§ 302(a)(1)- Operating a Website
Weiss primarily relies upon § 302(a)(1) to assert that this court has
personal jurisdiction over Barc. Specifically, Weiss claims that New York
residents have registered as users of Barc’s website. In addition, Weiss argues
that Barc and Weiss entered into a contract regarding Barc’s use and
registration of the BARC mark, and that this litigation arises from that
In contrast to “doing business” under § 301, a single act of the right
nature and quality can be sufficient to establish that a party has transacted
business for purposes of § 302(a)(1). Agency Rent A Car Sys., Inc. v. Grand
Rent A Car Corp., 98 F.3d 25, 29 (2d Cir. 1996). However, the transaction
must be such that the defendant purposefully availed himself of the privilege of
conducting activities in New York, thereby invoking the benefits and
protections of New York law. Best Van Lines Inc., 490 F.3d 239, 253-54 (2d
Cir. 2007). In addition, the cause of action must “arise from the specific New
York business transaction.” Kreutter v. McFadden Oil Corp., 71 N.Y.2d 460,
Courts have found that where a website is directed at the entire United
States with no evidence that defendants manifested the intent to specifically
target New York or avail themselves of the benefits of New York law, there is no
personal jurisdiction under C.P.L.R. § 302(a)(1). Girl Scouts of U.S. v. Steir,
102 Fed. App’x 217, 219 (2d Cir. 2004). The “mere solicitation of business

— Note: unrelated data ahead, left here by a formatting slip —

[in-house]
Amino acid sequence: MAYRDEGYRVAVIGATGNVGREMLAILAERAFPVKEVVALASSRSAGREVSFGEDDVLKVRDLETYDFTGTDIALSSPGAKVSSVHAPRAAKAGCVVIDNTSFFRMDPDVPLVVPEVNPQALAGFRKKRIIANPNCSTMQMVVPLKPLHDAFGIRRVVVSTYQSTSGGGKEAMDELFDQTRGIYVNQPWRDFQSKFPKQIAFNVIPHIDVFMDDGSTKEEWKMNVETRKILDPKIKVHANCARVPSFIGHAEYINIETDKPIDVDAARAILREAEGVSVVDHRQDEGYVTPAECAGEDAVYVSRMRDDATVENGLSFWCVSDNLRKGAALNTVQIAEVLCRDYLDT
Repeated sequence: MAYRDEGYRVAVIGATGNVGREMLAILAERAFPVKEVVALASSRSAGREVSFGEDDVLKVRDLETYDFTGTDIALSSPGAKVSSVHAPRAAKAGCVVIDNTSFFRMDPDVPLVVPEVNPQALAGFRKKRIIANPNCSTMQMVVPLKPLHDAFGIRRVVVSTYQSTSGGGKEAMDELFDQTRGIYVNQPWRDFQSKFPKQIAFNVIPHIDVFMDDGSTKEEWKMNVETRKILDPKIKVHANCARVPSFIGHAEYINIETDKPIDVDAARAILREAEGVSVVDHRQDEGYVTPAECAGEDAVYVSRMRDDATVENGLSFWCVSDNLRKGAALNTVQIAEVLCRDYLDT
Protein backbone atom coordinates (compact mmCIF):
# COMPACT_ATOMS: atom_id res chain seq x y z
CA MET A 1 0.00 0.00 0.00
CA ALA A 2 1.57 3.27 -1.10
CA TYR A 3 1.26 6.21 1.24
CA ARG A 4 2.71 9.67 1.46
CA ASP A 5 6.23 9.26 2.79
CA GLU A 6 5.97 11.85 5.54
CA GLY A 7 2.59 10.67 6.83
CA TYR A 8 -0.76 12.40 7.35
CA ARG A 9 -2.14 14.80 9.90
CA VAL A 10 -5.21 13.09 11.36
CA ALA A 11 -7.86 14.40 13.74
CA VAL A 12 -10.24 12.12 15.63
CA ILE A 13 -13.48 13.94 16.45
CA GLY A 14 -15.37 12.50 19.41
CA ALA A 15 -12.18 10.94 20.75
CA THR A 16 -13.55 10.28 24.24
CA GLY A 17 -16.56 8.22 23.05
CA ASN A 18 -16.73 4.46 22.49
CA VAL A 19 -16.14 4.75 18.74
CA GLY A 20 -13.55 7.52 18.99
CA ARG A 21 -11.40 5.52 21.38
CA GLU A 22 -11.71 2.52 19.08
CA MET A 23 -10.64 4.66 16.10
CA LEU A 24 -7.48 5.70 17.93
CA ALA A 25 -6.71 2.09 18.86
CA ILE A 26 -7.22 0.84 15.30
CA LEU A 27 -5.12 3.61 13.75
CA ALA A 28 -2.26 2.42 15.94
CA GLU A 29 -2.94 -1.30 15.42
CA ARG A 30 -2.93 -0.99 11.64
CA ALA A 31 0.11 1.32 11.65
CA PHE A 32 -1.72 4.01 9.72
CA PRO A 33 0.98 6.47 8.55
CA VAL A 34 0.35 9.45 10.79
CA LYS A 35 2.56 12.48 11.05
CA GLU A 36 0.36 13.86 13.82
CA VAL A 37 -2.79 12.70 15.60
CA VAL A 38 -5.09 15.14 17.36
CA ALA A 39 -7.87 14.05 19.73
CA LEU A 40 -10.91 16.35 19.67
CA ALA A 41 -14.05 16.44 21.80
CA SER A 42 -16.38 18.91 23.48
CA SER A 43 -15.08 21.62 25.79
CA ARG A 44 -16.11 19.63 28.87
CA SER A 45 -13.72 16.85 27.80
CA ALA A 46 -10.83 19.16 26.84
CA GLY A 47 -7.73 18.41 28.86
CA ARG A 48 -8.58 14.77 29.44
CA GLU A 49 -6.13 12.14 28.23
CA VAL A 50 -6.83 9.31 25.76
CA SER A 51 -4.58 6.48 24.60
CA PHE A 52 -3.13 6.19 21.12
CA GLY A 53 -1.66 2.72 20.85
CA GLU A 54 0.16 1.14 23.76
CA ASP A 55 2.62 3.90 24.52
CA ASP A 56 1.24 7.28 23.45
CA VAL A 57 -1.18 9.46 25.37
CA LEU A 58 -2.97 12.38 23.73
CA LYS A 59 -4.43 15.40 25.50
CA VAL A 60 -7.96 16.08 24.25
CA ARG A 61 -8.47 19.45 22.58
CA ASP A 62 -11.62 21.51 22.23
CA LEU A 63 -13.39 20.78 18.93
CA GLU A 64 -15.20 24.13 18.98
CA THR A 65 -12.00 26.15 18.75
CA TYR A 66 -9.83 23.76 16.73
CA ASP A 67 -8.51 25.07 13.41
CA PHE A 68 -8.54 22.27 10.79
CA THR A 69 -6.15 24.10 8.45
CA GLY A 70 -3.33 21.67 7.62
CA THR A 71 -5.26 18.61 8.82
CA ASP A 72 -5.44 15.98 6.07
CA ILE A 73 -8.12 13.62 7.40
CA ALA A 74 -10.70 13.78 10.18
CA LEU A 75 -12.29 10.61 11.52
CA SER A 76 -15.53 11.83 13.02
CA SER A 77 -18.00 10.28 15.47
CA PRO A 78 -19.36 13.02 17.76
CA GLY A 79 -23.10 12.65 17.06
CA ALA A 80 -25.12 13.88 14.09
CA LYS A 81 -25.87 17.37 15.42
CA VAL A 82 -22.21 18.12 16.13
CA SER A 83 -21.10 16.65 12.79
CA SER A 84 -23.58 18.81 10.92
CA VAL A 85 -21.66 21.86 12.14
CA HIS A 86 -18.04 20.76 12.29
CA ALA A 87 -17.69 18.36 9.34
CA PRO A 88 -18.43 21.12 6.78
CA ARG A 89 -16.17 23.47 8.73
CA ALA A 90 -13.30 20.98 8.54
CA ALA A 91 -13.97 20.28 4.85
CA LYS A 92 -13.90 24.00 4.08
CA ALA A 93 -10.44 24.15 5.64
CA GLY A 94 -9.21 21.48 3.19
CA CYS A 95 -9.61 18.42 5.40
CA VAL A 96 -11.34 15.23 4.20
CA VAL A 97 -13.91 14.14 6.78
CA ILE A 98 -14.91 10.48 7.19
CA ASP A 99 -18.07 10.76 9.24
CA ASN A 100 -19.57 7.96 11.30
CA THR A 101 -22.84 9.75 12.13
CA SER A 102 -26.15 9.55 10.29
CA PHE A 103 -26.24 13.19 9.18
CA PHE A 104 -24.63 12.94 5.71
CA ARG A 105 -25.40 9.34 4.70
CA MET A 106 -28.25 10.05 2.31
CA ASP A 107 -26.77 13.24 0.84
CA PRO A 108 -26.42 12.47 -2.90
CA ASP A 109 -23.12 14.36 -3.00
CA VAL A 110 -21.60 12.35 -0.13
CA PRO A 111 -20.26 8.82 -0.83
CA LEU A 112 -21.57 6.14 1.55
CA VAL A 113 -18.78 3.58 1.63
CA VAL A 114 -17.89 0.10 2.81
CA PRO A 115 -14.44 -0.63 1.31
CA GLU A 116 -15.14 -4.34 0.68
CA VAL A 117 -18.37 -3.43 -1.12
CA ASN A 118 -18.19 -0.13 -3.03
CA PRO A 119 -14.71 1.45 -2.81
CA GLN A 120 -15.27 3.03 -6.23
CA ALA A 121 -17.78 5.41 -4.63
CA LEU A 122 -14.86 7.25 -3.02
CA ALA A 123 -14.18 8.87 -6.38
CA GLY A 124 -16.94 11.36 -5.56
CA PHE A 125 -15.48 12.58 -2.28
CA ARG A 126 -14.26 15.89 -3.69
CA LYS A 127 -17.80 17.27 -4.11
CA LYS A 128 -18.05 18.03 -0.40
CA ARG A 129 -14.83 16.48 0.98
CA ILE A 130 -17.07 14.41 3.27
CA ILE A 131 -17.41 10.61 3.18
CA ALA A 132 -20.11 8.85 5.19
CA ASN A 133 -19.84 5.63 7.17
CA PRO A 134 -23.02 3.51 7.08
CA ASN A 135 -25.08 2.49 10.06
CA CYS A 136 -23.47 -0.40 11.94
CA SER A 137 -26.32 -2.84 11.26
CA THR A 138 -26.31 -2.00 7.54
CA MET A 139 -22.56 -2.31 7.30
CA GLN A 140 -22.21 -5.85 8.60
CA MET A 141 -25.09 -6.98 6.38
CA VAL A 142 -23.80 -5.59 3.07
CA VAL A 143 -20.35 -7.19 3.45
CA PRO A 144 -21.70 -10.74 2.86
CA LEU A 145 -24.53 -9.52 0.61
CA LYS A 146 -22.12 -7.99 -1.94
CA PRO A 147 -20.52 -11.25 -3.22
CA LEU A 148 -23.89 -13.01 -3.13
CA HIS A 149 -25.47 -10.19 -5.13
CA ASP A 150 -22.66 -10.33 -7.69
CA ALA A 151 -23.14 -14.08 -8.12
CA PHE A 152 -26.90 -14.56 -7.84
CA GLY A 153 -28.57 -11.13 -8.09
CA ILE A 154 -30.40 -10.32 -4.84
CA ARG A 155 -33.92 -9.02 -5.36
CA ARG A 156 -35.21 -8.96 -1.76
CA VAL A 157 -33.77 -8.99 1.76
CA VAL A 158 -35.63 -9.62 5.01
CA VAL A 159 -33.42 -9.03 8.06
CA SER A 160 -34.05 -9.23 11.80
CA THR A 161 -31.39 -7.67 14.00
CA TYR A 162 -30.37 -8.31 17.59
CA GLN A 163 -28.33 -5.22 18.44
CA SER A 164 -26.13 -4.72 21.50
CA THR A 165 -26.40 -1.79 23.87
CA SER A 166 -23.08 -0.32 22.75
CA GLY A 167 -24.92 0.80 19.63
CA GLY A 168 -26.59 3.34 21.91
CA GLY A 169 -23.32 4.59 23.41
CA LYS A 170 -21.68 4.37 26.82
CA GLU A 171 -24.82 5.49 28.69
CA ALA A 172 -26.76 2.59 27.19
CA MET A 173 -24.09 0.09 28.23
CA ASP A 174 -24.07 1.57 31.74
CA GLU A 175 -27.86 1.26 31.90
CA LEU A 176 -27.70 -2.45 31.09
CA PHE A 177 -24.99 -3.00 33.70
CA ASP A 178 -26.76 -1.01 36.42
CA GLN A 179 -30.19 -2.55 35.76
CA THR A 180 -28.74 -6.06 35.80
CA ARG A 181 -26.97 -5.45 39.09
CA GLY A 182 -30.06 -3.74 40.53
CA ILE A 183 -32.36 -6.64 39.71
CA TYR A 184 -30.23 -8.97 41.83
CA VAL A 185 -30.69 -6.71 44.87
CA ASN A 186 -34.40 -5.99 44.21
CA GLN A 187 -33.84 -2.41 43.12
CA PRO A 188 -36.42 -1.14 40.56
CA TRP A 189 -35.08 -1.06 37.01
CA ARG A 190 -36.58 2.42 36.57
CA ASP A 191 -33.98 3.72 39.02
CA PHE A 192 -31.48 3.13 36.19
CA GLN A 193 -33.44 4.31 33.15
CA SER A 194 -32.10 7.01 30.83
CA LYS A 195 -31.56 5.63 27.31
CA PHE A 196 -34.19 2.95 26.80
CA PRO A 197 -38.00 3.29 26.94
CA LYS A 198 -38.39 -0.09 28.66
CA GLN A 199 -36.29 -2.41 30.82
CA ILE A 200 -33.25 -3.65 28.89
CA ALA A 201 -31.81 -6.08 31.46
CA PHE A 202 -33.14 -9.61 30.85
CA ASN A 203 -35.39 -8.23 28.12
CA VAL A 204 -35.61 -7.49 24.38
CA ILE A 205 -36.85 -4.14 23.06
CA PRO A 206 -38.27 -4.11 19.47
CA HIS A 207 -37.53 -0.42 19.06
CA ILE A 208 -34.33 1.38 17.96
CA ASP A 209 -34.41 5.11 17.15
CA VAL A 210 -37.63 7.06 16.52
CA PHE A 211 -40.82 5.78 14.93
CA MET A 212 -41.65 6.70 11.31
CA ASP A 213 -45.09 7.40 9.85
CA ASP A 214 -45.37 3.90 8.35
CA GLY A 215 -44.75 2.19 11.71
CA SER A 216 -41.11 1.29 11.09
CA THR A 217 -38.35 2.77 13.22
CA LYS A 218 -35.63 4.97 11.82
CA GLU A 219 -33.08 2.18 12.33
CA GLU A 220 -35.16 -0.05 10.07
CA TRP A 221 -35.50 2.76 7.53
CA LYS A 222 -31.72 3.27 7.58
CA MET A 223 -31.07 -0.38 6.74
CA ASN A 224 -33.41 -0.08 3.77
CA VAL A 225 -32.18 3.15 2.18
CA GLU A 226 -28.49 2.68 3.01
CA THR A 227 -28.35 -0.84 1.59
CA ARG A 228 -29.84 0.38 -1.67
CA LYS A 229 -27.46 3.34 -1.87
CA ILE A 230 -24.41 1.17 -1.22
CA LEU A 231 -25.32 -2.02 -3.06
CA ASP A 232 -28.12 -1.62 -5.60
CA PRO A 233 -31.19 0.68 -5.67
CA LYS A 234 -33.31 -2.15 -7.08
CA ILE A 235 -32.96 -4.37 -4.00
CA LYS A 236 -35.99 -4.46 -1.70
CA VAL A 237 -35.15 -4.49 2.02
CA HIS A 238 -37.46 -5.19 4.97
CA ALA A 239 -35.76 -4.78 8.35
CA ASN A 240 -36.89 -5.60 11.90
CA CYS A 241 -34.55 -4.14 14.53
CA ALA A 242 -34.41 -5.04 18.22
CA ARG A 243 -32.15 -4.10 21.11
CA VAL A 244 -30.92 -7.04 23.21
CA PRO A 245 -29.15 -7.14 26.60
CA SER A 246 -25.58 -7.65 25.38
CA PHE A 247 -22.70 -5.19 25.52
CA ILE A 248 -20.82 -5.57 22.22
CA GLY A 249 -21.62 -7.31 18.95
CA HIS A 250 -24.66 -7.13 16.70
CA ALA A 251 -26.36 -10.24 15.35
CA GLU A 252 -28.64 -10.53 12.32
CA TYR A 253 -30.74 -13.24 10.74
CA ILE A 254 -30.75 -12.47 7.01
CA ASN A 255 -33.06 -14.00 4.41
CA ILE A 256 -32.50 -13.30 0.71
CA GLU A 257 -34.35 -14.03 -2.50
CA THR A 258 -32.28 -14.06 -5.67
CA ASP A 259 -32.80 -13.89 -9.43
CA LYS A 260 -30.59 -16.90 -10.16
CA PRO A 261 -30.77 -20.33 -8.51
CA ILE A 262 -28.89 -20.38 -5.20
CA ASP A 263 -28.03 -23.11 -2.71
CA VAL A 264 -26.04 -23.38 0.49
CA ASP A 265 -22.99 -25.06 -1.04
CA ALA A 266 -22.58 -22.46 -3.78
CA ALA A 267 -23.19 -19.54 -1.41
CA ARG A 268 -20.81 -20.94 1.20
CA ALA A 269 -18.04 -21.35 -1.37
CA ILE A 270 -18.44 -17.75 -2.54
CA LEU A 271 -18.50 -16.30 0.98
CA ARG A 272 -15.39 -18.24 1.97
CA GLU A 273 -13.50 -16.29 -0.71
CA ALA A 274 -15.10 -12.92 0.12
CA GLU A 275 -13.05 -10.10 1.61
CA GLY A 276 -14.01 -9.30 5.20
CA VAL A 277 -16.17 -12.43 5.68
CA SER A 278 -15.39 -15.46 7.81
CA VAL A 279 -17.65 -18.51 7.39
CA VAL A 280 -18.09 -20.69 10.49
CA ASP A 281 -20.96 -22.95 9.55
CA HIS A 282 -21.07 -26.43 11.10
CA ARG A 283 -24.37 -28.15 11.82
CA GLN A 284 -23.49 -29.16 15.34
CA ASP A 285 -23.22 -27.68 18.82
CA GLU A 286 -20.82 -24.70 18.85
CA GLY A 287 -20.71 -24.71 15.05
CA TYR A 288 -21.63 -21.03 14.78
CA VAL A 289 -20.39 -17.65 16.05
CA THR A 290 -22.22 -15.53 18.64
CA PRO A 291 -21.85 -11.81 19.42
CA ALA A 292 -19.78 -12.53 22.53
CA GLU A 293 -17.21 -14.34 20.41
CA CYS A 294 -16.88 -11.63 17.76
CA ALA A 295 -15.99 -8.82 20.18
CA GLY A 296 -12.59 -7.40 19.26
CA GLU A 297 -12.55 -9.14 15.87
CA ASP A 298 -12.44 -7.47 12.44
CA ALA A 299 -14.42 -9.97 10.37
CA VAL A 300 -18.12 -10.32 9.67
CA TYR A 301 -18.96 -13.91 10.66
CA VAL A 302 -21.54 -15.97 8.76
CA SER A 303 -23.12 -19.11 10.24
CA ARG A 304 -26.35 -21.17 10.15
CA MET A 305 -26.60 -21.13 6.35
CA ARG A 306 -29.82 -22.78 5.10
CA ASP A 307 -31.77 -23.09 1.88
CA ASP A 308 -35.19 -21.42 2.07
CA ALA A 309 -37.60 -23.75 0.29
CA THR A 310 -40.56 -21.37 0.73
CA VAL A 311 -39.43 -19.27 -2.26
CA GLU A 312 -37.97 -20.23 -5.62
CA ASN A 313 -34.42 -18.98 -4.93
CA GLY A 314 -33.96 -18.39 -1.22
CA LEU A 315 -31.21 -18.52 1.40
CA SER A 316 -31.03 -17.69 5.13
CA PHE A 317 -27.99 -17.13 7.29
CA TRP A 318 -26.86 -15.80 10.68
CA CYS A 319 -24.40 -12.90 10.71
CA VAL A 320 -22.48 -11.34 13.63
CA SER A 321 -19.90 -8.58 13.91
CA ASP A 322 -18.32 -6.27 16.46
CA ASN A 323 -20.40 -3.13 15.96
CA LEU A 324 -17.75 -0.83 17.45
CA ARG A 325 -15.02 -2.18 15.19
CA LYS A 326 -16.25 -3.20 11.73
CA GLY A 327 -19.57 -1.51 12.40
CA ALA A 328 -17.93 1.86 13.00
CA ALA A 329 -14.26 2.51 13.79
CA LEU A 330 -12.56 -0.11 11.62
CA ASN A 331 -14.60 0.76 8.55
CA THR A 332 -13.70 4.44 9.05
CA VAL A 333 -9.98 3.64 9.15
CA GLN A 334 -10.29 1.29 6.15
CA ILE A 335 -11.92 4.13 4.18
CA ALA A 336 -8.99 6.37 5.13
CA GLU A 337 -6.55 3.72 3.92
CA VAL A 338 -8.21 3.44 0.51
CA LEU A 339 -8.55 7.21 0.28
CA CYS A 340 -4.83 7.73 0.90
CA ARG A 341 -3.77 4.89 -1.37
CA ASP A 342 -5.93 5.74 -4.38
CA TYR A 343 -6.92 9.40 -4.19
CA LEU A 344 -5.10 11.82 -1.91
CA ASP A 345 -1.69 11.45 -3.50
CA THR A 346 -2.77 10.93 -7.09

within the state does not constitute the transaction of business within the state
absent some other New York-directed activities.” Id. at 219-20.
In determining whether a non-domiciliary defendant’s operation of a
website is sufficiently connected to New York, courts use a “spectrum of
interactivity” analysis. See Royalty Network Inc. v. Dishant.com, LLC, 638
F.Supp.2d 410 (S.D.N.Y. 2009). Passive websites are ones that are limited to
making information available to users, and without more specific contact with
New York there is no jurisdiction over the non-domiciliary defendant. Id.
Interactive websites knowingly transmit goods or services to users and if made
available to New York residents, the activities can be sufficient for obtaining
personal jurisdiction over a defendant. Id. In between are interactive websites
that allow the exchange of information between users in another state and the
defendant. Id. For these types of websites jurisdiction depends on the level
and nature of the exchange. Id.
The current version of Barc’s website is in the middle of this spectrum.
It is not wholly passive because it is not limited to making information
available. But it is also not conducting traditional business over the internet
because it is not selling goods or services, or charging membership fees to
registered users. See Capital Records, LLC v. VideoEgg, Inc., 611 F. Supp. 2d
349, 358 (S.D.N.Y. 2009). The only connection Barc’s website has to New York
is it is available to its residents with an internet connection and some New York